Expanding Your Frame
When I am creating my self portraits I always frame it tight and then take pictures of the surrounding area when I am done posing. The reason I do this is because I like to be able to create multiple different looks from one concept. I can change the perspective of each piece. Today I am going to break down how I do this.
The first thing I do is my basic colour and exposure correction in Lightroom, then I copy the settings.
To do this you right click on the photo you just edited, go to develop settings and then copy settings. Then you go to the pictures you want to extend your frame with and you paste the settings onto them. This makes sure that your images are the same exposure and tone.
Once the images you want to work with are opened up into Photoshop you are going to do a Photomerge.
To get to the Photomerge option you go to File, then Automate and then Photomerge. It’s going to open a little window that looks like this.
Now you are going to open all of the files you want to merge. This is kind of a cheat for expanding your frame. Sometimes there isn’t enough or too much going on in the pictures that Photoshop has difficulties merging them, but you can still do it manually, it just takes a lot more time and a lot of patience. Sometimes the picture can end up really distorted depending on how many shots you are stitching together. If it looks weird the first time you merge, try it again with the box next to Geometric Distortion Correction checked off. After you hit okay, it will process and you should end up with something like this.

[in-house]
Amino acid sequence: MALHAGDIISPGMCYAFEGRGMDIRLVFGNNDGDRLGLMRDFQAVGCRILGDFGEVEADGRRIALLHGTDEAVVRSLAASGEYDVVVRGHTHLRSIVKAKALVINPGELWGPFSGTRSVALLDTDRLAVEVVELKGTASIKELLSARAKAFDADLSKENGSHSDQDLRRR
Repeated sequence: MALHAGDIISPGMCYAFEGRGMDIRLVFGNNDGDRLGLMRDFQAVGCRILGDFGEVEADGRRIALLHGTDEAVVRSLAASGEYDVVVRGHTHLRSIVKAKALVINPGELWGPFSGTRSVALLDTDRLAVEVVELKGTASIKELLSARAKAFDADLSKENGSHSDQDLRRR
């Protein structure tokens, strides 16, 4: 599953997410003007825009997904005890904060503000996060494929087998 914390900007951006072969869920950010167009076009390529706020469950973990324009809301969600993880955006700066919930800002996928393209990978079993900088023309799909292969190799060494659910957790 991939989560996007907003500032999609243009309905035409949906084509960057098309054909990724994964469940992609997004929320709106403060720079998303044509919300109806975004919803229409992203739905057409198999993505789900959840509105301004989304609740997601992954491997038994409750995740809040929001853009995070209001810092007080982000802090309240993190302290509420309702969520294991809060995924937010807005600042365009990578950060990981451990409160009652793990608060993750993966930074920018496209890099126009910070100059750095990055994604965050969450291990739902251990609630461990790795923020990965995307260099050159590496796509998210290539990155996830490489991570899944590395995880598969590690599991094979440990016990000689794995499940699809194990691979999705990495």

It is not perfect and usually needs some adjusting but in this case I am going to be cropping it still so everything worked okay. First thing I am going to do is merge and then crop it to what I want.
As you can see there was a little bit of smoke in the original image. I really like it but I felt there needed to be a little bit more. So I did a few things. I grabbed a fog texture off of Google, copied it into Photoshop and put the blending mode to Screen. Then I play with the opacity and mask out areas I do want. I also went back into Lightroom and grabbed a couple more pictures from that set that had smoke in different areas. I lined them up and masked out the areas I wanted to use. I also grabbed another shot to use to darken the smoke that was directly behind me. It felt a little to distracting.
We are getting pretty close to the end of this edit now, and since this is a tutorial about extending your frame I am not going to go into a lot of detail about everything else I am doing. Basically I am editing the tones of the image by using different adjustment layers. Things like Channel Mixer to brighten the red of the string and Colour Balance to play with how warm or cool the highlights, midtones and shadows are.
The beautiful thing about Photoshop is how many different ways you can get to similar results. There is so much to play around with.
We have reached the end of this tutorial. I hope you learned something new today. Last thing I want to leave you with is a Before and After. =)